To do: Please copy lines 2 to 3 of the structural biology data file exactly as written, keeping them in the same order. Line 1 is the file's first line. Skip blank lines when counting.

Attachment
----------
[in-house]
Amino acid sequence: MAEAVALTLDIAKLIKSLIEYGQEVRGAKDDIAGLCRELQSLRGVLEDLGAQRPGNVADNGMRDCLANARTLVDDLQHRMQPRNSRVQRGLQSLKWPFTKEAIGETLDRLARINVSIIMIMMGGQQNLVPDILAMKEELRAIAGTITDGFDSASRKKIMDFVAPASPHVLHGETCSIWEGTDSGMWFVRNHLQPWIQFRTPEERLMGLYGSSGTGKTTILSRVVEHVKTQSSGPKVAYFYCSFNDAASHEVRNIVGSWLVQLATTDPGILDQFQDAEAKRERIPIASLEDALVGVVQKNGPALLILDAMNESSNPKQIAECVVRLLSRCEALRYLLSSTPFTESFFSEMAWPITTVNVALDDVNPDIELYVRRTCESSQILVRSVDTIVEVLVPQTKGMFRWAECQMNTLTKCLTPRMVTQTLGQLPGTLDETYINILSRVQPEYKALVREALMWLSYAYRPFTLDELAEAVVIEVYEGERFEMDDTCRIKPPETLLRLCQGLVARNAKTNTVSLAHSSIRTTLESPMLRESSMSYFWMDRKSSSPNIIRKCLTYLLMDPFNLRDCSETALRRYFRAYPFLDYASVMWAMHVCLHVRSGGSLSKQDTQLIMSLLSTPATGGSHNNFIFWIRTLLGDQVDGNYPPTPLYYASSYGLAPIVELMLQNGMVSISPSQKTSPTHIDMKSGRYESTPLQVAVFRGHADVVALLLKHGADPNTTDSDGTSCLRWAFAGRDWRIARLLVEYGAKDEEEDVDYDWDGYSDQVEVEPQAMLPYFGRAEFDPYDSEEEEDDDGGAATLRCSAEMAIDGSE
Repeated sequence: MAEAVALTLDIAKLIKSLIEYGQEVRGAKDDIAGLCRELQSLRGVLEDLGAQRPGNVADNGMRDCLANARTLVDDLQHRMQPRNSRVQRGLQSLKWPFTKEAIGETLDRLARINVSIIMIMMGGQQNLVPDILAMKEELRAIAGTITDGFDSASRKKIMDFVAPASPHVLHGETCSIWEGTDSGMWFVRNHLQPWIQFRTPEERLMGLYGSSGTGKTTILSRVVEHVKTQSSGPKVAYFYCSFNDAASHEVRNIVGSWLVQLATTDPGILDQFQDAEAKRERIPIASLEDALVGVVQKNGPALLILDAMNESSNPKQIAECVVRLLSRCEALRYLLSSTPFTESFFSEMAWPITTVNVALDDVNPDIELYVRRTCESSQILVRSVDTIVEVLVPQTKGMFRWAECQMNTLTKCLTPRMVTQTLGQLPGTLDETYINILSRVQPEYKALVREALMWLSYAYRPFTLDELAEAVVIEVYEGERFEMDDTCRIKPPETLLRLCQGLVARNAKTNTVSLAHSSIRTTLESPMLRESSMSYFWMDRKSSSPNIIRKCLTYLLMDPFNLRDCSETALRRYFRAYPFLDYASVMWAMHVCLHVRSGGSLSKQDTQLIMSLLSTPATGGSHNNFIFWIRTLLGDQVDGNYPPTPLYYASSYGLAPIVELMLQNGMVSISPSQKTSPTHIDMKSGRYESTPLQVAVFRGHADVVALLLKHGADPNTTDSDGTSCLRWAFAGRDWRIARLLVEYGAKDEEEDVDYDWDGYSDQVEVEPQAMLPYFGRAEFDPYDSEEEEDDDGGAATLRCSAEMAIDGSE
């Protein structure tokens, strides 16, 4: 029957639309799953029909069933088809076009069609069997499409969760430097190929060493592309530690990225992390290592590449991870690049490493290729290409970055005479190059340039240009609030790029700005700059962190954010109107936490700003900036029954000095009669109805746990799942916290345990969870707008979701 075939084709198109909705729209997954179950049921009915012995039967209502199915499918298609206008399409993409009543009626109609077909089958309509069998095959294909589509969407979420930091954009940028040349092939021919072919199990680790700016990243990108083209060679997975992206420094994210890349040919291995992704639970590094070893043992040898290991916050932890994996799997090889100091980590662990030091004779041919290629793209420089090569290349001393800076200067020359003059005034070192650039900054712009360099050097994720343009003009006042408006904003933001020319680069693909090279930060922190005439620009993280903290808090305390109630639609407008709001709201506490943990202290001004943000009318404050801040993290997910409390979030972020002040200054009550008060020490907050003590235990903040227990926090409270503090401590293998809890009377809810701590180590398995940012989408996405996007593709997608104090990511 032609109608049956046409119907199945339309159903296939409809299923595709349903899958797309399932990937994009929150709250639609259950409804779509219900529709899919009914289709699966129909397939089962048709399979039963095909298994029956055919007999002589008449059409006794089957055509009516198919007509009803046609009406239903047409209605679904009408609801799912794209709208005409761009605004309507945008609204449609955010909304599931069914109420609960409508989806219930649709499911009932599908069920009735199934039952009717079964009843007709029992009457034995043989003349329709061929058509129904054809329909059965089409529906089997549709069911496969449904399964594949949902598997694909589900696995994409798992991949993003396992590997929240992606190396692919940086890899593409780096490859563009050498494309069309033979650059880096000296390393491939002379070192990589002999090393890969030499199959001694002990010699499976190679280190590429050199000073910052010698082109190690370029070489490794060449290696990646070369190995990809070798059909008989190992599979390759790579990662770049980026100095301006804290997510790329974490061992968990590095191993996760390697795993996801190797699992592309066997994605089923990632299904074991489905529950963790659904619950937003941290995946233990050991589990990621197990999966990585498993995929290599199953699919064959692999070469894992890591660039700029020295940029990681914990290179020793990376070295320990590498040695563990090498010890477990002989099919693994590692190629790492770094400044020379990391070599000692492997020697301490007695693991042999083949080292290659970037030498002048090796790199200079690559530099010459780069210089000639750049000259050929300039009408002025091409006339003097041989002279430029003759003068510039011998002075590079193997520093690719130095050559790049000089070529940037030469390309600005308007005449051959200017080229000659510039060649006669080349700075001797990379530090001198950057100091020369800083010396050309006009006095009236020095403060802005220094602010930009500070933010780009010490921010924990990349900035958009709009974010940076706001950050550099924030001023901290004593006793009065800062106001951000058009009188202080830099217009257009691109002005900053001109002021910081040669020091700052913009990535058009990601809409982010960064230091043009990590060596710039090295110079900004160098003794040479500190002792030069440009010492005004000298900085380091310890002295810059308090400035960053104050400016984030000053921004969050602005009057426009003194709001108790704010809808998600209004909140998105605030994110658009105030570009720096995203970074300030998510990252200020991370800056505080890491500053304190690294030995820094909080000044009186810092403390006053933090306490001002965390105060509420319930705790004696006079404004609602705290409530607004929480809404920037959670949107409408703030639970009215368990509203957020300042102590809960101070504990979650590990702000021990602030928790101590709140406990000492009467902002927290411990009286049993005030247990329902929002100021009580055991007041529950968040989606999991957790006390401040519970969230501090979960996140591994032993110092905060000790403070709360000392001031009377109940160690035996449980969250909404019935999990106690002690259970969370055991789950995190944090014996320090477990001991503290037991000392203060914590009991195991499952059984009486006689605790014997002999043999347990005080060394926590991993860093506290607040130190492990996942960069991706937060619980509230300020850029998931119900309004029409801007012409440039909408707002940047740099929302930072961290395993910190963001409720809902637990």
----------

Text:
Amino acid sequence: MAEAVALTLDIAKLIKSLIEYGQEVRGAKDDIAGLCRELQSLRGVLEDLGAQRPGNVADNGMRDCLANARTLVDDLQHRMQPRNSRVQRGLQSLKWPFTKEAIGETLDRLARINVSIIMIMMGGQQNLVPDILAMKEELRAIAGTITDGFDSASRKKIMDFVAPASPHVLHGETCSIWEGTDSGMWFVRNHLQPWIQFRTPEERLMGLYGSSGTGKTTILSRVVEHVKTQSSGPKVAYFYCSFNDAASHEVRNIVGSWLVQLATTDPGILDQFQDAEAKRERIPIASLEDALVGVVQKNGPALLILDAMNESSNPKQIAECVVRLLSRCEALRYLLSSTPFTESFFSEMAWPITTVNVALDDVNPDIELYVRRTCESSQILVRSVDTIVEVLVPQTKGMFRWAECQMNTLTKCLTPRMVTQTLGQLPGTLDETYINILSRVQPEYKALVREALMWLSYAYRPFTLDELAEAVVIEVYEGERFEMDDTCRIKPPETLLRLCQGLVARNAKTNTVSLAHSSIRTTLESPMLRESSMSYFWMDRKSSSPNIIRKCLTYLLMDPFNLRDCSETALRRYFRAYPFLDYASVMWAMHVCLHVRSGGSLSKQDTQLIMSLLSTPATGGSHNNFIFWIRTLLGDQVDGNYPPTPLYYASSYGLAPIVELMLQNGMVSISPSQKTSPTHIDMKSGRYESTPLQVAVFRGHADVVALLLKHGADPNTTDSDGTSCLRWAFAGRDWRIARLLVEYGAKDEEEDVDYDWDGYSDQVEVEPQAMLPYFGRAEFDPYDSEEEEDDDGGAATLRCSAEMAIDGSE
Repeated sequence: MAEAVALTLDIAKLIKSLIEYGQEVRGAKDDIAGLCRELQSLRGVLEDLGAQRPGNVADNGMRDCLANARTLVDDLQHRMQPRNSRVQRGLQSLKWPFTKEAIGETLDRLARINVSIIMIMMGGQQNLVPDILAMKEELRAIAGTITDGFDSASRKKIMDFVAPASPHVLHGETCSIWEGTDSGMWFVRNHLQPWIQFRTPEERLMGLYGSSGTGKTTILSRVVEHVKTQSSGPKVAYFYCSFNDAASHEVRNIVGSWLVQLATTDPGILDQFQDAEAKRERIPIASLEDALVGVVQKNGPALLILDAMNESSNPKQIAECVVRLLSRCEALRYLLSSTPFTESFFSEMAWPITTVNVALDDVNPDIELYVRRTCESSQILVRSVDTIVEVLVPQTKGMFRWAECQMNTLTKCLTPRMVTQTLGQLPGTLDETYINILSRVQPEYKALVREALMWLSYAYRPFTLDELAEAVVIEVYEGERFEMDDTCRIKPPETLLRLCQGLVARNAKTNTVSLAHSSIRTTLESPMLRESSMSYFWMDRKSSSPNIIRKCLTYLLMDPFNLRDCSETALRRYFRAYPFLDYASVMWAMHVCLHVRSGGSLSKQDTQLIMSLLSTPATGGSHNNFIFWIRTLLGDQVDGNYPPTPLYYASSYGLAPIVELMLQNGMVSISPSQKTSPTHIDMKSGRYESTPLQVAVFRGHADVVALLLKHGADPNTTDSDGTSCLRWAFAGRDWRIARLLVEYGAKDEEEDVDYDWDGYSDQVEVEPQAMLPYFGRAEFDPYDSEEEEDDDGGAATLRCSAEMAIDGSE